• Feel Good
  • 22nd May 2021
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  • 13 minutes

An insider’s view on… open relationships

We all aspire for monogamy in love, right?! So what can it mean when we decide to leave our romantic options more open…

By Sophie Lovelace

How it all began…

My partner and I have been together for just over a year. We have a wonderful relationship. We met on a dating app and, after about three months, the day came when I wanted to ask them if we were moving into ‘exclusivity’ (the usual progression in monogamous relationships). I was faced with an answer that I’d never expected.

They told me that they weren’t sure about monogamy. For them, they weren’t sure the idea was sustainable long-term. That the whole concept felt a bit caging. But, they wanted to be with me. Since I wanted monogamy, monogamy it shall be.

Throughout our relationship, we’ve clashed over our ideas of how a relationship ‘should’ be. Although we have a wonderful time together and a flourishing relationship, I couldn’t shake the feeling that one day it would all end because my partner wasn’t going to change their mind about monogamy. So, I felt like I was never going to be their everything. It was difficult to process.

The problem…

After all, we’re told from childhood that we must all find ‘the one’ – that person you’ll be so incredibly in love with that you feel complete, the one you can’t see yourself without, the person who will make you feel like you’ll never want for anything more. We’re told that we’ll all eventually find this person, move in with them, get married, have children and entwine your lives fully and completely until death parts you. And, of course, we’ll be elated the entire time. There will be some rough spots, but you work them through no matter what. If your relationship should end, then they were obviously not ‘the one’ and you get off the relationship escalator and start again with someone new.

This was daunting for me. I’d seen things about ‘dating for marriage’ and not simply dating because you enjoy their company, here and now. Because if here and now is as far as the escalator is going to go, then what’s the point? Is it ok to just be with someone because they inspire you, help you grow, that they’re your best friend, you have amazing sex, you trust them entirely and laugh out loud every time you spend time with them? Or should it end because you need to find someone to be with for life? At what point do we become ‘too old’ and need to start thinking about ‘settling down’? What even is a ‘relationship’? How are relationships defined?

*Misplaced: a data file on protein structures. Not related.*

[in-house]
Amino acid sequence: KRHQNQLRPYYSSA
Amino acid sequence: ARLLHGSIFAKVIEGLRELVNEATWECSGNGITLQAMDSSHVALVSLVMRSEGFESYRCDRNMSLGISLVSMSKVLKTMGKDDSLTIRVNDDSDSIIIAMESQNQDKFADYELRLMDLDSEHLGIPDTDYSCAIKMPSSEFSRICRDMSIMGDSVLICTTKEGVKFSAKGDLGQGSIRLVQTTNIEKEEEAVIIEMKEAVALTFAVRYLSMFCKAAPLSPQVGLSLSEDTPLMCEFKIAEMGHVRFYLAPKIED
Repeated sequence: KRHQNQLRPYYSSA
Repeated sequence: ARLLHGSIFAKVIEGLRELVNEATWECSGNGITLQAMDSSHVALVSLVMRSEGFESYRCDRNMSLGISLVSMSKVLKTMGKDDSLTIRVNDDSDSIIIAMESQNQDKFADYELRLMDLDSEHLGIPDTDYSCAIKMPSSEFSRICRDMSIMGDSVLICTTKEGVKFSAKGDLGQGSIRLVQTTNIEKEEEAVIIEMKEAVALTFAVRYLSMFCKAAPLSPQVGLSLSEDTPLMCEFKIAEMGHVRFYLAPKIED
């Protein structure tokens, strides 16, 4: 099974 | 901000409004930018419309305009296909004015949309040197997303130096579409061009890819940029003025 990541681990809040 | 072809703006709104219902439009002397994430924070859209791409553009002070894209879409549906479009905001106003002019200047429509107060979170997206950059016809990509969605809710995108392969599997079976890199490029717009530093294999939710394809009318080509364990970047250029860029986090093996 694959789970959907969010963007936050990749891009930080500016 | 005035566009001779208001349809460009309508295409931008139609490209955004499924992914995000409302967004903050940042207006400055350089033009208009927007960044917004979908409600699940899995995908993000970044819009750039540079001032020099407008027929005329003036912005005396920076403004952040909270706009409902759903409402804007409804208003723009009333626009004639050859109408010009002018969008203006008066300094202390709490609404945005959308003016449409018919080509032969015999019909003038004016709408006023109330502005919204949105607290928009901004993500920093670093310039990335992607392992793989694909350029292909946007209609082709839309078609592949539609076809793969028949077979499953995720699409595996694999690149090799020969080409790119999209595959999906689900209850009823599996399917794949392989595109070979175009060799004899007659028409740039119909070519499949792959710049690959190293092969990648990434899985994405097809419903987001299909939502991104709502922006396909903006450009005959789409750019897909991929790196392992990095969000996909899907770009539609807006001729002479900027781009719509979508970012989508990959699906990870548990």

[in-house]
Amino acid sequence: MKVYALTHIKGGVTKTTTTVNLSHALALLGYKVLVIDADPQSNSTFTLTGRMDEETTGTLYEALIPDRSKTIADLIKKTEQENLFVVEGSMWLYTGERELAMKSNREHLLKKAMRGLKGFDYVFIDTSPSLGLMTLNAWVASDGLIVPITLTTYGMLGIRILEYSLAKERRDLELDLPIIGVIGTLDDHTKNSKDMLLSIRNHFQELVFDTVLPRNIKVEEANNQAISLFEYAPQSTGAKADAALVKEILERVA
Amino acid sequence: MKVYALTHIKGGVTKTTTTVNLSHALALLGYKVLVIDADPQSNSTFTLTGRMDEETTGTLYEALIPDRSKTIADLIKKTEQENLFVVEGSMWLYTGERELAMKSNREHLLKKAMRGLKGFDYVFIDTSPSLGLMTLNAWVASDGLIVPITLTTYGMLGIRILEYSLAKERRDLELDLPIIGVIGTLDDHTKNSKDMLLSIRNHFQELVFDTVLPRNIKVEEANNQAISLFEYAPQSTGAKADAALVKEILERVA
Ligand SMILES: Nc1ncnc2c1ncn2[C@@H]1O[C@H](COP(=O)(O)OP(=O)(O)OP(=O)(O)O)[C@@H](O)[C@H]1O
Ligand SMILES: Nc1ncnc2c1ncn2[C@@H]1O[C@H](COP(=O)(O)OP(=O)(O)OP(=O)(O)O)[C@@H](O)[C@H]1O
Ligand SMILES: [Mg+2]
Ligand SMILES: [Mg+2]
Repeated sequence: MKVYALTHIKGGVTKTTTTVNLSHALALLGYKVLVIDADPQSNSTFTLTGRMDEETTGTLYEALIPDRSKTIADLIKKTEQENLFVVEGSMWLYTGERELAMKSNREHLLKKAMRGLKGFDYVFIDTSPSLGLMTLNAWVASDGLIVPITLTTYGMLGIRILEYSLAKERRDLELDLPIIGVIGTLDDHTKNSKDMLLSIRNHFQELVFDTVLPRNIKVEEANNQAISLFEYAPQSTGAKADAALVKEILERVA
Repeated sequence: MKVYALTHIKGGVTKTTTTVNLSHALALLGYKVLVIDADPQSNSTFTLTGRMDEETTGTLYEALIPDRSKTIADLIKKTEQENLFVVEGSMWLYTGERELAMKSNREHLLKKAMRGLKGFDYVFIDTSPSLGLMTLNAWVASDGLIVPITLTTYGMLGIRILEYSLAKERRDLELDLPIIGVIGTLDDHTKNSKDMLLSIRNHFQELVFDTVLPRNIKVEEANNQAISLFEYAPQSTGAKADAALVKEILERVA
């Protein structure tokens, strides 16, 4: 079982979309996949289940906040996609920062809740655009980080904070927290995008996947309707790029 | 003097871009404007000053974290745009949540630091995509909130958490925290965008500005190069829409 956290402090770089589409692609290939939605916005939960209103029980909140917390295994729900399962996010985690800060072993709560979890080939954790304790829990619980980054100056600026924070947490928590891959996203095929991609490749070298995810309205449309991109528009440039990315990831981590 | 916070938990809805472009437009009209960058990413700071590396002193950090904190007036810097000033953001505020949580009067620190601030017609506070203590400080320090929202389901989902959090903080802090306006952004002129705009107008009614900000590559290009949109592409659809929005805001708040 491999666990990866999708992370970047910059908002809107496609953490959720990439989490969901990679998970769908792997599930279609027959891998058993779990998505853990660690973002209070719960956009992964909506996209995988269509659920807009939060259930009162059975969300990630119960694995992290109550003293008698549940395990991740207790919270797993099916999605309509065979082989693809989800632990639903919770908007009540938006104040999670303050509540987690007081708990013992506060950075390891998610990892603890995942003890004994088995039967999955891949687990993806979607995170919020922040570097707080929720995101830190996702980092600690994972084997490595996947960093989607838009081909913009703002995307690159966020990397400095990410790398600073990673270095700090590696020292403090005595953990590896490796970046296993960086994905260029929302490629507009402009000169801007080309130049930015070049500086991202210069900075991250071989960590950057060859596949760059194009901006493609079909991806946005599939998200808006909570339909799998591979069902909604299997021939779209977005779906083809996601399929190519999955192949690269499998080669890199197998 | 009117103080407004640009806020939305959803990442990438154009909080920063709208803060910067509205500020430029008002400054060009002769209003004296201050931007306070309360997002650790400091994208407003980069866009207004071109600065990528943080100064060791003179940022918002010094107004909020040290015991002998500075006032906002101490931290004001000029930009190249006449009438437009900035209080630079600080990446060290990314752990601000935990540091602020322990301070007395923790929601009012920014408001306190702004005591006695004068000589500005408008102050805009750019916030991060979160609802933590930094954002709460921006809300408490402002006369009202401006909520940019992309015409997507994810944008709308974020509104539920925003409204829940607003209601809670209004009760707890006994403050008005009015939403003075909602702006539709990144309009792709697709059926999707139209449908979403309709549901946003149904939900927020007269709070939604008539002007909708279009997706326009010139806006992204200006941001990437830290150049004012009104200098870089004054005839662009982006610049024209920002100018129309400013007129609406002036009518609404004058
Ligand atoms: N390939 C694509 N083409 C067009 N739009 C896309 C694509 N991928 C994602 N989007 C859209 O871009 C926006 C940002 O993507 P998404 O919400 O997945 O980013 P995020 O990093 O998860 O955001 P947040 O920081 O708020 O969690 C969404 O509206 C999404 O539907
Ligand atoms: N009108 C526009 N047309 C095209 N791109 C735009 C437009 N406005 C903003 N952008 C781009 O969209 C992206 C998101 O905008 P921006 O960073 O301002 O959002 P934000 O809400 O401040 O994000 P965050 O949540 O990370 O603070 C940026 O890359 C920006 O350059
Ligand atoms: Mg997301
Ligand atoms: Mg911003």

Throughout my relationship with my partner, I felt hugely insecure and jealous. I felt that any day could be the day that they decide I’m no longer ‘enough’. When they would go out with others, especially past lovers, I felt threatened because maybe they could give them everything I couldn’t. My insecurities would create stories in my mind: ‘they’re only seeing me because they feel obliged to’; ‘they’re only in contact with my every day because they feel like they have to be’; ‘they’re only sleeping with me because they haven’t found any one better, yet’. It was exhausting.

The friend

One day, a friend of mine told me that they were going to open their relationship up with their significant other (SO). I couldn’t believe it. Someone that I know is going to try non-monogamy! I thought non-monogamy was basically a way to cheat without it being classed as ‘cheating’. We spoke about it for a while and I was fascinated. My friend had, in the past, fallen for two people at once.

This caused so much heartache and sadness as the expectation to be in one monogamous relationship had forced her to choose. Which one of these wonderful people, who she loves, is ‘better’? Which is more likely to be her everything? Which one does she want to be with for the rest of her life? She didn’t want to choose, so how could she? They’re completely different people, they can’t be compared. They both brought their own specialness into my friend’s life. And there’s no checklist out there we can use to compare two humans.

In friendships, we would never be expected to choose someone to be our only friend and expect them to give us everything we could ever want and need from a friend. Most of us have many friends – some we go out drinking with because they’re fun and a bit wild, some we confide in more than others, some we see regularly, some we see maybe once a year. Our love for one doesn’t diminishes our love for another. We’re capable of loving all of them at the exact same time. Sure, we have ‘best friends’ who we see more regularly and have a deeper relationship with. But at no point do we think: ‘I love too many of my friends, I must narrow them down by tallying what each of them brings to my life.’ So, then, it seems a bit weird that we do this with romantic relationships.